Empirical Software Engineering

, Volume 22, Issue 3, pp 1537–1577 | Cite as

License usage and changes: a large-scale study on gitHub

  • Christopher VendomeEmail author
  • Gabriele Bavota
  • Massimiliano Di Penta
  • Mario Linares-Vásquez
  • Daniel German
  • Denys Poshyvanyk


Open source software licenses determine, from a legal point of view, under which conditions software can be integrated and redistributed. The reason why developers of a project adopt (or change) a license may depend on various factors, e.g., the need for ensuring compatibility with certain third-party components, the perspective towards redistribution or commercialization of the software, or the need for protecting against somebody else’s commercial usage of the software. This paper reports a large empirical study aimed at quantitatively and qualitatively investigating when and why developers adopt or change software licenses. Specifically, we first identify license changes in 1,731,828 commits, representing the entire history of 16,221 Java projects hosted on GitHub. Then, to understand the rationale of license changes, we perform a qualitative analysis on 1,160 projects written in seven different programming languages, namely C, C++, C#, Java, Javascript, Python, and Ruby—following an open coding approach inspired by grounded theory—on commit messages and issue tracker discussions concerning licensing topics, and whenever possible, try to build traceability links between discussions and changes. On one hand, our results highlight how, in different contexts, license adoption or changes can be triggered by various reasons. On the other hand, the results also highlight a lack of traceability of when and why licensing changes are made. This can be a major concern, because a change in the license of a system can negatively impact those that reuse it. In conclusion, results of the study trigger the need for better tool support in guiding developers in choosing/changing licenses and in keeping track of the rationale of license changes.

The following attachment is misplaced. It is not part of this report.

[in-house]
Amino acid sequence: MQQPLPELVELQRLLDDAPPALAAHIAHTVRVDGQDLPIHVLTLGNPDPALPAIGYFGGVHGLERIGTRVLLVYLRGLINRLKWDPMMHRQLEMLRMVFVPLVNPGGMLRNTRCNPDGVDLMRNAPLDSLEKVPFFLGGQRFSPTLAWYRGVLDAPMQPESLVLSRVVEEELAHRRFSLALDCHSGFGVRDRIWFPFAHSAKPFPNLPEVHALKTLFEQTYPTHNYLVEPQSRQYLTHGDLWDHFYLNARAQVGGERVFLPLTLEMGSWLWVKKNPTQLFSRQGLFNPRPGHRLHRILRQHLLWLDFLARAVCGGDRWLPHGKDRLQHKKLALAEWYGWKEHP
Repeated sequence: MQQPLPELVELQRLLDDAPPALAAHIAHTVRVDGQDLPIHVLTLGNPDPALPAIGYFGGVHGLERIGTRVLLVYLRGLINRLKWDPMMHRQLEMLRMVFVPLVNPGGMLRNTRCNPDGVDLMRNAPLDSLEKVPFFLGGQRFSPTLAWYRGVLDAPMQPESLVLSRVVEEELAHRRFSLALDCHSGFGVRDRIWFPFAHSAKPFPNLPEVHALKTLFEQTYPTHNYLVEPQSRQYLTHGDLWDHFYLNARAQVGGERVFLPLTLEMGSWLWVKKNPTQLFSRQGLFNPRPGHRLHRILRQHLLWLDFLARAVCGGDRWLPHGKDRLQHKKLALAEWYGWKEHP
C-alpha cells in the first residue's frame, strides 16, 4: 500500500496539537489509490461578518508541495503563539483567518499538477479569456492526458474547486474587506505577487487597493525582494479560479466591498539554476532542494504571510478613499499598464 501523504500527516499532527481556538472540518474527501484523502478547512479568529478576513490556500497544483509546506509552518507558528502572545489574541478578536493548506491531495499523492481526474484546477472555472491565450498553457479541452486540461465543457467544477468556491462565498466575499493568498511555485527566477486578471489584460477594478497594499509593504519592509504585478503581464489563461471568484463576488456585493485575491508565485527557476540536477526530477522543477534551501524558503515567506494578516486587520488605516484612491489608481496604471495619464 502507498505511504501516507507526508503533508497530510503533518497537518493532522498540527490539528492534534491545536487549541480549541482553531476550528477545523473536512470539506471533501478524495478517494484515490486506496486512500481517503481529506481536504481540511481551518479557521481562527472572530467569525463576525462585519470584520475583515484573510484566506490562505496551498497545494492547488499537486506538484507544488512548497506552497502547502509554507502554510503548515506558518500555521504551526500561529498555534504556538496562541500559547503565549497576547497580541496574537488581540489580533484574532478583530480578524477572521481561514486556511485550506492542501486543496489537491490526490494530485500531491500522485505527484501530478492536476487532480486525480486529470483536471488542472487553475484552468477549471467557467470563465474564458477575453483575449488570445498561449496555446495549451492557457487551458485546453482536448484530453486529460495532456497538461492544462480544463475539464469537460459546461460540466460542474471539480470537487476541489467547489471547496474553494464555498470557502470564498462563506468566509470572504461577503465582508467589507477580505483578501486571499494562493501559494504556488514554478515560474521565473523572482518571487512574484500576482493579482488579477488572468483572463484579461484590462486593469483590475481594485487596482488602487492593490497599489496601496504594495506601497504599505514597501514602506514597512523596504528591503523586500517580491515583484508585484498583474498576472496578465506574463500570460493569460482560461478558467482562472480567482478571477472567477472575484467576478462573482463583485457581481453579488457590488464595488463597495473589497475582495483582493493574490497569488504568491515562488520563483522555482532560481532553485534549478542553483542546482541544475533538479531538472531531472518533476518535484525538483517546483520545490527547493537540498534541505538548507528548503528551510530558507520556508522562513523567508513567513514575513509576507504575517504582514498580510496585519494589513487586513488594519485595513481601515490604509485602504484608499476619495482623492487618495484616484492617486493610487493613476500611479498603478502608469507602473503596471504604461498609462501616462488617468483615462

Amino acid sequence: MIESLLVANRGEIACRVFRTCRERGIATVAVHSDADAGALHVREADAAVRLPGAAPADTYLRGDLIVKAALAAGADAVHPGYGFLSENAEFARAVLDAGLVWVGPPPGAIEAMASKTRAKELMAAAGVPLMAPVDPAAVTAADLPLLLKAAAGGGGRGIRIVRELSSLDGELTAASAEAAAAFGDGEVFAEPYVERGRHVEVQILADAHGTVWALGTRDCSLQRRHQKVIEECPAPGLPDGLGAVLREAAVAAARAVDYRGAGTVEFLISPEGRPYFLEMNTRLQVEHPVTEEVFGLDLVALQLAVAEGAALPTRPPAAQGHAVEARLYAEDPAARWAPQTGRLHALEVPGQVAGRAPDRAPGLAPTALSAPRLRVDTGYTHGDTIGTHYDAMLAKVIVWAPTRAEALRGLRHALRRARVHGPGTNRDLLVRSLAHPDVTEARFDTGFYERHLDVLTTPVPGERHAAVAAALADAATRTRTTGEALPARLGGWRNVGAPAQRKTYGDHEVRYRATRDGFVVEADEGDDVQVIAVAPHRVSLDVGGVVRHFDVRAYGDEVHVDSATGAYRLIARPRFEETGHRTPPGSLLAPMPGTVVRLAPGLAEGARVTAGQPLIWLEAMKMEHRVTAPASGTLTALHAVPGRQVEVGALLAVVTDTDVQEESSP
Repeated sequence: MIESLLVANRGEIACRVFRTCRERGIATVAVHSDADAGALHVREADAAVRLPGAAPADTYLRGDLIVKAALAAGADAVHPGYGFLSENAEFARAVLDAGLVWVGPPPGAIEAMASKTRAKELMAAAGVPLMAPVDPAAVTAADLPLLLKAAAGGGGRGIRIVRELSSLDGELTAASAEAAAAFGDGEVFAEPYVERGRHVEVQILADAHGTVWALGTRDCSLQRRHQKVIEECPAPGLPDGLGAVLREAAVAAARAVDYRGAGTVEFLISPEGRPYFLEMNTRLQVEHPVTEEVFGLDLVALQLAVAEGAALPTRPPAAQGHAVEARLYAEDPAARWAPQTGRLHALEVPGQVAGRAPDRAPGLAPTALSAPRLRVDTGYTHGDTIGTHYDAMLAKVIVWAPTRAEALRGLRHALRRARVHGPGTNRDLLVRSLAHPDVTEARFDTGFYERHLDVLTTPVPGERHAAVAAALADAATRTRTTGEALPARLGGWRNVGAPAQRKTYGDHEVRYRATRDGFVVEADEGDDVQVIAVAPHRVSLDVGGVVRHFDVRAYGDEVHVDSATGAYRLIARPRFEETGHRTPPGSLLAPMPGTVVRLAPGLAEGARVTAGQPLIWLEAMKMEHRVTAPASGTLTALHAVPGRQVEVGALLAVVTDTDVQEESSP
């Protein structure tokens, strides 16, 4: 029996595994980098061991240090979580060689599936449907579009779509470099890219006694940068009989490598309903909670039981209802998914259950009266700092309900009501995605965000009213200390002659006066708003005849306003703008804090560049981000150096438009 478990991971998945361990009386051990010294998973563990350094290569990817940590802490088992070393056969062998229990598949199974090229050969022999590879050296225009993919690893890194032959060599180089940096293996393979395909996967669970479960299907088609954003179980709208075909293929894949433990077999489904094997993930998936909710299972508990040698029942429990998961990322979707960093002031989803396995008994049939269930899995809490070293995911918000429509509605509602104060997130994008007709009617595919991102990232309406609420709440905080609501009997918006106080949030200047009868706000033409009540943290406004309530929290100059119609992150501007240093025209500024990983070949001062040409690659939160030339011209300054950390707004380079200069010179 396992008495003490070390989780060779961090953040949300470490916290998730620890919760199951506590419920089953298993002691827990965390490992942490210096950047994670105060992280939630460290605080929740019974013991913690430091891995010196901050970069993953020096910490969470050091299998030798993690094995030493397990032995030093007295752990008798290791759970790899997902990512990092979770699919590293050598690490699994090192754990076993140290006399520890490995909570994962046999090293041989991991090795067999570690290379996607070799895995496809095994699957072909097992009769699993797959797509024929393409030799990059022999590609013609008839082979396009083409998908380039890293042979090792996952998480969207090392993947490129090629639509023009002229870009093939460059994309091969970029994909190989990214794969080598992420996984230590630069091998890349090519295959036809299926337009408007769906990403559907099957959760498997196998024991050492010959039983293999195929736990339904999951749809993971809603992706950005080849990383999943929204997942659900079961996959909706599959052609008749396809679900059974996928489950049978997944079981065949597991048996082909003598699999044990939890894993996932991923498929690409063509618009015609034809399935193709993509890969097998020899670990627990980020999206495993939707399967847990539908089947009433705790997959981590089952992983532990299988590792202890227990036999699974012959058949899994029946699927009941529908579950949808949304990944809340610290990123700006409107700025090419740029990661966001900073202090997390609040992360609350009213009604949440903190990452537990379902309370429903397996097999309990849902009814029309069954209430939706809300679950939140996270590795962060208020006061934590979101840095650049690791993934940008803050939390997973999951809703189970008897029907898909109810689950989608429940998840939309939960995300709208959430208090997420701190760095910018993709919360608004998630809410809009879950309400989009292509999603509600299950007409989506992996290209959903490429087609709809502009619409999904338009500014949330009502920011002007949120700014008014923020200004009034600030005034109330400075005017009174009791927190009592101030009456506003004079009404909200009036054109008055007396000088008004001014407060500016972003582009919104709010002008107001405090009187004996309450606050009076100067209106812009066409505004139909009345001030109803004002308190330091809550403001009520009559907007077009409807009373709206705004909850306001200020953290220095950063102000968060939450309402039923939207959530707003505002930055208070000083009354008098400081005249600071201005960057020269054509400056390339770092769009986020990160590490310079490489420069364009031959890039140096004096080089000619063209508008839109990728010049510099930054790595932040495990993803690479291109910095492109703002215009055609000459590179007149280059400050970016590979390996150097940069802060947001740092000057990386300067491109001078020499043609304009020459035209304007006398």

Software licenses Mining software repositories Empirical studies 



This work is supported in part by NSF CAREER CCF-1253837 grant. Massimiliano Di Penta is partially supported by the Markos project, funded by the European Commission under Contract Number FP7-317743. Any opinions, findings, and conclusions expressed herein are the authors’ and do not necessarily reflect those of the sponsors.


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Copyright information

© Springer Science+Business Media New York 2016

Authors and Affiliations

  • Christopher Vendome
    • 1
    Email author
  • Gabriele Bavota
    • 2
  • Massimiliano Di Penta
    • 3
  • Mario Linares-Vásquez
    • 1
  • Daniel German
    • 4
  • Denys Poshyvanyk
    • 1
  1. 1.The College of William and MaryWilliamsburgUSA
  2. 2.Free University of Bozen-BolzanoBozen-BolzanoItaly
  3. 3.University of SannioBeneventoItaly
  4. 4.University of VictoriaBritish ColumbiaCanada

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